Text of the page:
Signs warn tourists to stay away from the cliff edge and the height of fences in the area had been increased, according to a local mayor.

Migrants lorry death suspect held as men convicted

A man wanted in Belgium on suspicion of smuggling a number of Vietnamese migrants found dead in a lorry in Essex has been arrested.

The man was located by National Crime Agency officers in the Redditch area of Worcestershire on 15 December.

He is subject to extradition proceedings and has been remanded in custody until a hearing on 12 March.

Four men have been found guilty of their part in a people-smuggling ring that led to the deaths in October 2019.

The arrested man, who cannot be named for legal reasons, is suspected of having been involved in transporting at least 10 of the 39 people found dead in Essex, moving them from a safe house in Anderlecht, Brussels, in taxis to a location near the French/Belgian border before they were put on to the lorry.

After hearing the migrants had died, it is alleged the man fled Belgium and initially went to Germany before moving to the UK.

A European Arrest Warrant was issued by a Belgian investigating judge.

Details of the arrest have been released following the conclusion of the trial at the Old Bailey that found Eamonn Harrison, 24, and Gheorghe Nica, 43, convicted of manslaughter.

Christopher Kennedy, 24, from County Armagh, and Valentin Calota, 38, of Birmingham, were found guilty of conspiring to assist illegal immigration.

Amigo Loans: Bid for survival with plan to cap compensation

Borrowers who believe they have been mis-sold loans by sub-prime lender Amigo may see payouts capped under a new plan.

Amigo wants anyone whose complaint is yet to be resolved to take a proportion of a pot set aside for compensation.

The lender has been receiving a deluge of claims for redress in recent months – a trend that has caused the demise of other big names in the sector.

Amigo has 150,000 current customers, and 500,000 past customers.

That makes it the biggest operator in the market, having been offering loans to people who are cash-strapped but who give the name of a guarantor to step in to cover any unpaid repayments.

Its future has been in doubt, with the business embroiled in a boardroom battle. It stopped all new lending in November.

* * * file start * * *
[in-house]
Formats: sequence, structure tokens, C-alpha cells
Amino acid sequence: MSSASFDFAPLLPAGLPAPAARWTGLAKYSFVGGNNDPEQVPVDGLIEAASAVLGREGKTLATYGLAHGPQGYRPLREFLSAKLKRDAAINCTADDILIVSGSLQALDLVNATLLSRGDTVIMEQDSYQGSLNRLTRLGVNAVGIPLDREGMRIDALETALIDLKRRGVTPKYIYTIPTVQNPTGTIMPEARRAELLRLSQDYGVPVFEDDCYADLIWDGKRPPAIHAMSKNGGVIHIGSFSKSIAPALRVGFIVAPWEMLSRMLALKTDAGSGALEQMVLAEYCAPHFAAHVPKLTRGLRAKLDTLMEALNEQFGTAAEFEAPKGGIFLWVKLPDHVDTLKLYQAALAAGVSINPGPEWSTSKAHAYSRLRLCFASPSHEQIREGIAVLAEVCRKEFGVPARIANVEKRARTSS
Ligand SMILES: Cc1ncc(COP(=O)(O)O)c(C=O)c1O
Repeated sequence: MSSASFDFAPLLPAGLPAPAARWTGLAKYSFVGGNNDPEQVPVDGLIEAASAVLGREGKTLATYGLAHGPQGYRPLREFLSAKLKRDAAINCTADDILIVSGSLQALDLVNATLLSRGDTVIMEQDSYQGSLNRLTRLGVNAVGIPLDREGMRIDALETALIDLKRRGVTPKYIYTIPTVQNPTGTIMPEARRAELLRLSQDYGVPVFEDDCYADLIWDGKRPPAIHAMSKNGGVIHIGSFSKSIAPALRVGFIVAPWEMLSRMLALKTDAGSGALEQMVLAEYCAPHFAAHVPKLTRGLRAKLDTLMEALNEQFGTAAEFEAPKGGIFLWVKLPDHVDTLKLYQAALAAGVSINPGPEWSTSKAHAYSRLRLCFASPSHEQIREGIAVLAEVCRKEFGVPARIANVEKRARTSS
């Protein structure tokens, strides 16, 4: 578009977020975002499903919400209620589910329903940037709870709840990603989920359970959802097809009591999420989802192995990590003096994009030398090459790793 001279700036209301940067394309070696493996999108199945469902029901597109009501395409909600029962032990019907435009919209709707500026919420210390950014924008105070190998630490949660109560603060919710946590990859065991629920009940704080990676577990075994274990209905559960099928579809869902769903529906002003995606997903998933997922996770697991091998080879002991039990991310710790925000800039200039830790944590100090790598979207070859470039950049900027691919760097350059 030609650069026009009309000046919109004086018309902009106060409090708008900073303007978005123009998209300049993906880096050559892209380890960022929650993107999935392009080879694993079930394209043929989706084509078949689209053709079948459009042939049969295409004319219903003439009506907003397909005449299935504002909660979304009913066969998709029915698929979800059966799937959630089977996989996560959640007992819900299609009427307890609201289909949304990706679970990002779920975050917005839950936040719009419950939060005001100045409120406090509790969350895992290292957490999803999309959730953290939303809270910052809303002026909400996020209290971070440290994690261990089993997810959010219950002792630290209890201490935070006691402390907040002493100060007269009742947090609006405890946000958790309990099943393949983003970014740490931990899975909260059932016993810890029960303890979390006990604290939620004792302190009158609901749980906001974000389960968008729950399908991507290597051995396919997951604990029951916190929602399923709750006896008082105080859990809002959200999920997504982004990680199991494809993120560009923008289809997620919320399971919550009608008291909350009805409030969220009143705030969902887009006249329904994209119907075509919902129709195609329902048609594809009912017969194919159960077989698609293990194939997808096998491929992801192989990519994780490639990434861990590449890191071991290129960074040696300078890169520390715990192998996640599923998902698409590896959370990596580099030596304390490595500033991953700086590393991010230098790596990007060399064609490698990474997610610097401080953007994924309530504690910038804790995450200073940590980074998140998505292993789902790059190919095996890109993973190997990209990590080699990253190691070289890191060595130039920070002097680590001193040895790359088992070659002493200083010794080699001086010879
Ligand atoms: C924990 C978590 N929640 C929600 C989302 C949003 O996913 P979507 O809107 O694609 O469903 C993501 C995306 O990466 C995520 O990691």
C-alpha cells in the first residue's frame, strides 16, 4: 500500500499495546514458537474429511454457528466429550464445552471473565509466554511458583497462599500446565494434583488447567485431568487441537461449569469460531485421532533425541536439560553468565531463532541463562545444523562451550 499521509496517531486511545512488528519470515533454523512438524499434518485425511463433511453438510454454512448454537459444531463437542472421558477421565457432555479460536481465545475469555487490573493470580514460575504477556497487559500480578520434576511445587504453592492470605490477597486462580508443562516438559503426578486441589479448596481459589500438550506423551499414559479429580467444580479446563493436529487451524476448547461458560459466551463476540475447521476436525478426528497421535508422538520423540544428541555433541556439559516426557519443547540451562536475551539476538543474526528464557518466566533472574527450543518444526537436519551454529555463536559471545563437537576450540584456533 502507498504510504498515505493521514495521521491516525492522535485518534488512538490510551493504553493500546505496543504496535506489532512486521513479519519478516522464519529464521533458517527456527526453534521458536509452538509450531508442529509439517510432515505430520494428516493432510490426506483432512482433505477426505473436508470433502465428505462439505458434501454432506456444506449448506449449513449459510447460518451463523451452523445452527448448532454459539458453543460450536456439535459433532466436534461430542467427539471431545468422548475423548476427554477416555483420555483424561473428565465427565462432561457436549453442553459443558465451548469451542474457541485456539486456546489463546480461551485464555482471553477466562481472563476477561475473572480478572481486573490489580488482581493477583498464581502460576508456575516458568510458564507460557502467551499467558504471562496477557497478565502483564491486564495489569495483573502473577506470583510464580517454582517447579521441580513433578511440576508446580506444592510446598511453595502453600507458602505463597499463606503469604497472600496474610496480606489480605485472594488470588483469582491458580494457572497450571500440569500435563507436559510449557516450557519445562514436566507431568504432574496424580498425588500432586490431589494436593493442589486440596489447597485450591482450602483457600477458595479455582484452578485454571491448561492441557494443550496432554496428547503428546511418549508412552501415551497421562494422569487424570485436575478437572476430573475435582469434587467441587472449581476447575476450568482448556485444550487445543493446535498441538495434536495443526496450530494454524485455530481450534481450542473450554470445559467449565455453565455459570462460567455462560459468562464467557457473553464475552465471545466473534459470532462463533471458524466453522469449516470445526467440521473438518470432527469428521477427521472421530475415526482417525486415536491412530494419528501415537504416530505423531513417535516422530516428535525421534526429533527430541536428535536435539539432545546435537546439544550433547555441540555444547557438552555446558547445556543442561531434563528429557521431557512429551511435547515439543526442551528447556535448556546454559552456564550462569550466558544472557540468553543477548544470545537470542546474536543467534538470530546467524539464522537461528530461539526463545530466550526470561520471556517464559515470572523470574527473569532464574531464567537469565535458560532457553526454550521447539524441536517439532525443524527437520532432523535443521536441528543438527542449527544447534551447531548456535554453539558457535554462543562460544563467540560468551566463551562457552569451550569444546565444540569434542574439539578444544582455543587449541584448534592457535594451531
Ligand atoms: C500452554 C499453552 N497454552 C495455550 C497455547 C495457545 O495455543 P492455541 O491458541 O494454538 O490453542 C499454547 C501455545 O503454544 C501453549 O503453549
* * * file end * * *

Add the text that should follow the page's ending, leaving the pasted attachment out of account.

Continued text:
The sub-prime lending sector as a whole has faced a blizzard of complaints from customers who believe they were approved for loans which they could never afford to repay.

The regulator says that a loan is unaffordable if making the repayments means someone has to borrow more money or get behind with essential bills.

Amigo has seen a “high level” of complaints during 2020, and there are no signs of this trend slowing down.

It said many of these complaints were coming from claims management companies – one of which was charging people 50% of any payout for its services. Individuals who believe they have a claim to compensation can submit it on their own.

People who have already been informed in a letter how much compensation they will receive – either as a result of a complaint to Amigo or to the Financial Ombudsman Service – will still receive their payout.

But under the company’s proposals, any unfinished or subsequent complaints would be capped.

They would either see their existing debt reduced, or – for previous customers – receive a share from a compensation pot totalling between £15m and £35m.

It is not yet clear how many pence in the pound would actually be paid of their compensation entitlement. Customers would eventually be able to vote on the proposal, called a Scheme of Arrangement.

The company said it would allow it to start lending again in early 2021. In a statement to investors, Amigo said that – in the absence of the plan – “the level of redress claims would jeopardise the group’s future”.

But Sara Williams, who runs the Debt Camel blog, said the plan threw up a series of questions.

“It isn’t clear why [the regulator] the FCA would agree to let Amigo limit the refunds it pays and still carry on in business. This would seem to set a very bad precedent for any other lenders that wanted to get out of paying proper compensation to customers,” she said.

“The Amigo announcement is very short on details. Top of the long list of the things I want to ask is: will the scheme uphold more than 80% of complaints, which is what the ombudsman is currently doing? Until we know a lot more, it’s not possible to say if customers should vote to approve this scheme.”

Essex lorry deaths: Two found guilty of killing 39 migrants

Two men have been found guilty of the manslaughter of all 39 Vietnamese migrants found dead in a lorry trailer in Essex.

The migrants suffocated in the sealed container en route from Zeebrugge to Purfleet in October 2019.

Eamonn Harrison, 24, who dropped off the trailer at the Belgian port, and people-smuggler Gheorghe Nica, 43, were convicted by an Old Bailey jury.

Two others were convicted of being part of a wider people-smuggling conspiracy.

Det Ch Insp Daniel Stoten, from Essex Police, said: “If you look at the method, the way they transported human beings… we wouldn’t transport animals in that way.”

Another two men – Irish haulage boss Ronan Hughes, 41, and 26-year-old lorry driver Maurice Robinson – had previously admitted manslaughter.

Prosecutors said in the run that ended in the deaths of the 39 people, the container became a “tomb” as temperatures in the unit reached an “unbearable” 38.5C (101F).